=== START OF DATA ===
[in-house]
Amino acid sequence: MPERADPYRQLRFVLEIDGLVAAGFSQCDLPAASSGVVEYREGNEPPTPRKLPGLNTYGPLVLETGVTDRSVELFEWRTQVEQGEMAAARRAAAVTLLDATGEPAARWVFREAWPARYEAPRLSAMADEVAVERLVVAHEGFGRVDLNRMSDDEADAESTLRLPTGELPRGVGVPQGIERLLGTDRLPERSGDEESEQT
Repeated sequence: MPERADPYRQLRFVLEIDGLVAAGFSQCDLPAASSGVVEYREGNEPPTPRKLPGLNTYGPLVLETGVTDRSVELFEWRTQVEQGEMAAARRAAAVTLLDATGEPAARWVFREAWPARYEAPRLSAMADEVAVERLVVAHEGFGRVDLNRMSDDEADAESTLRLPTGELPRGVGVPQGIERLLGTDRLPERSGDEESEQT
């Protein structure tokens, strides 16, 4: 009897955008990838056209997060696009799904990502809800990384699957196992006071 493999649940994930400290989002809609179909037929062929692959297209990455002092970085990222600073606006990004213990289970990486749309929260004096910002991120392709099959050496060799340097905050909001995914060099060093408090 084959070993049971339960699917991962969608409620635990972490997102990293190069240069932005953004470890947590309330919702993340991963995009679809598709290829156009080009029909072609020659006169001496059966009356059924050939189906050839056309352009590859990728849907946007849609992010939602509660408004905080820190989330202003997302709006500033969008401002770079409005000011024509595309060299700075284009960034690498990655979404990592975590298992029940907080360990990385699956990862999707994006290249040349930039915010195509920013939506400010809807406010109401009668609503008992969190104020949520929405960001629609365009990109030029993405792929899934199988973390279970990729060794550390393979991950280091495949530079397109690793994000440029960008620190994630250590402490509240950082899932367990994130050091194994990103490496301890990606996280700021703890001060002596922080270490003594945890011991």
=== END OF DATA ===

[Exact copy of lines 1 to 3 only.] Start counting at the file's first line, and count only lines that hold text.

[in-house]
Amino acid sequence: MPERADPYRQLRFVLEIDGLVAAGFSQCDLPAASSGVVEYREGNEPPTPRKLPGLNTYGPLVLETGVTDRSVELFEWRTQVEQGEMAAARRAAAVTLLDATGEPAARWVFREAWPARYEAPRLSAMADEVAVERLVVAHEGFGRVDLNRMSDDEADAESTLRLPTGELPRGVGVPQGIERLLGTDRLPERSGDEESEQT
Repeated sequence: MPERADPYRQLRFVLEIDGLVAAGFSQCDLPAASSGVVEYREGNEPPTPRKLPGLNTYGPLVLETGVTDRSVELFEWRTQVEQGEMAAARRAAAVTLLDATGEPAARWVFREAWPARYEAPRLSAMADEVAVERLVVAHEGFGRVDLNRMSDDEADAESTLRLPTGELPRGVGVPQGIERLLGTDRLPERSGDEESEQT